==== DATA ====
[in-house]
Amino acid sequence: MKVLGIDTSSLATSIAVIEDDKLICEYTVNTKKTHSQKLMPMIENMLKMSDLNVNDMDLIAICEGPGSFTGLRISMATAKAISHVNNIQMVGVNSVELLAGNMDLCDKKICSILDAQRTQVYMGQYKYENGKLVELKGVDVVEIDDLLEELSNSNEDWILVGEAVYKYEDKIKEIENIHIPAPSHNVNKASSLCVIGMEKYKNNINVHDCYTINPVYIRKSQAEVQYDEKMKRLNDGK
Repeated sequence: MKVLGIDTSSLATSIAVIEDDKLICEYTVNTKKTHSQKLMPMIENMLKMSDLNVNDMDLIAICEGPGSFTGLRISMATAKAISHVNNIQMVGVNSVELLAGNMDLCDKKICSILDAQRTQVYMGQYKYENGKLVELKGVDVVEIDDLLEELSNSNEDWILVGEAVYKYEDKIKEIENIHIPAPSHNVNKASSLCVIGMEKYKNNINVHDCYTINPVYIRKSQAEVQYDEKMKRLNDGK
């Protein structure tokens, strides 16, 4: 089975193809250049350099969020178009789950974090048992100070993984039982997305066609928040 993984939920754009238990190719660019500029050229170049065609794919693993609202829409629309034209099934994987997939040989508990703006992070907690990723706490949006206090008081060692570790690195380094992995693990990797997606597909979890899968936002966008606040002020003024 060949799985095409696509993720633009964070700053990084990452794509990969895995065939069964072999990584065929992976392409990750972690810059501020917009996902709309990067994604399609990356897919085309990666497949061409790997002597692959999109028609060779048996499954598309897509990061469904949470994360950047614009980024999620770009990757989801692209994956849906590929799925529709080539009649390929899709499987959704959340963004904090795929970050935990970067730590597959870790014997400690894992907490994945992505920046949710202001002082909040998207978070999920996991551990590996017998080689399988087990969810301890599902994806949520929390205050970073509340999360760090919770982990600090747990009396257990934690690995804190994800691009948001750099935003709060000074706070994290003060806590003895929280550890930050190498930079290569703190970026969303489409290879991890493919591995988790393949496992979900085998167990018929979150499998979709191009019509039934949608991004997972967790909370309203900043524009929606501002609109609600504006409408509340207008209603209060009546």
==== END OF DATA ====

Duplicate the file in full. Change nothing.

[in-house]
Amino acid sequence: MKVLGIDTSSLATSIAVIEDDKLICEYTVNTKKTHSQKLMPMIENMLKMSDLNVNDMDLIAICEGPGSFTGLRISMATAKAISHVNNIQMVGVNSVELLAGNMDLCDKKICSILDAQRTQVYMGQYKYENGKLVELKGVDVVEIDDLLEELSNSNEDWILVGEAVYKYEDKIKEIENIHIPAPSHNVNKASSLCVIGMEKYKNNINVHDCYTINPVYIRKSQAEVQYDEKMKRLNDGK
Repeated sequence: MKVLGIDTSSLATSIAVIEDDKLICEYTVNTKKTHSQKLMPMIENMLKMSDLNVNDMDLIAICEGPGSFTGLRISMATAKAISHVNNIQMVGVNSVELLAGNMDLCDKKICSILDAQRTQVYMGQYKYENGKLVELKGVDVVEIDDLLEELSNSNEDWILVGEAVYKYEDKIKEIENIHIPAPSHNVNKASSLCVIGMEKYKNNINVHDCYTINPVYIRKSQAEVQYDEKMKRLNDGK
């Protein structure tokens, strides 16, 4: 089975193809250049350099969020178009789950974090048992100070993984039982997305066609928040 993984939920754009238990190719660019500029050229170049065609794919693993609202829409629309034209099934994987997939040989508990703006992070907690990723706490949006206090008081060692570790690195380094992995693990990797997606597909979890899968936002966008606040002020003024 060949799985095409696509993720633009964070700053990084990452794509990969895995065939069964072999990584065929992976392409990750972690810059501020917009996902709309990067994604399609990356897919085309990666497949061409790997002597692959999109028609060779048996499954598309897509990061469904949470994360950047614009980024999620770009990757989801692209994956849906590929799925529709080539009649390929899709499987959704959340963004904090795929970050935990970067730590597959870790014997400690894992907490994945992505920046949710202001002082909040998207978070999920996991551990590996017998080689399988087990969810301890599902994806949520929390205050970073509340999360760090919770982990600090747990009396257990934690690995804190994800691009948001750099935003709060000074706070994290003060806590003895929280550890930050190498930079290569703190970026969303489409290879991890493919591995988790393949496992979900085998167990018929979150499998979709191009019509039934949608991004997972967790909370309203900043524009929606501002609109609600504006409408509340207008209603209060009546």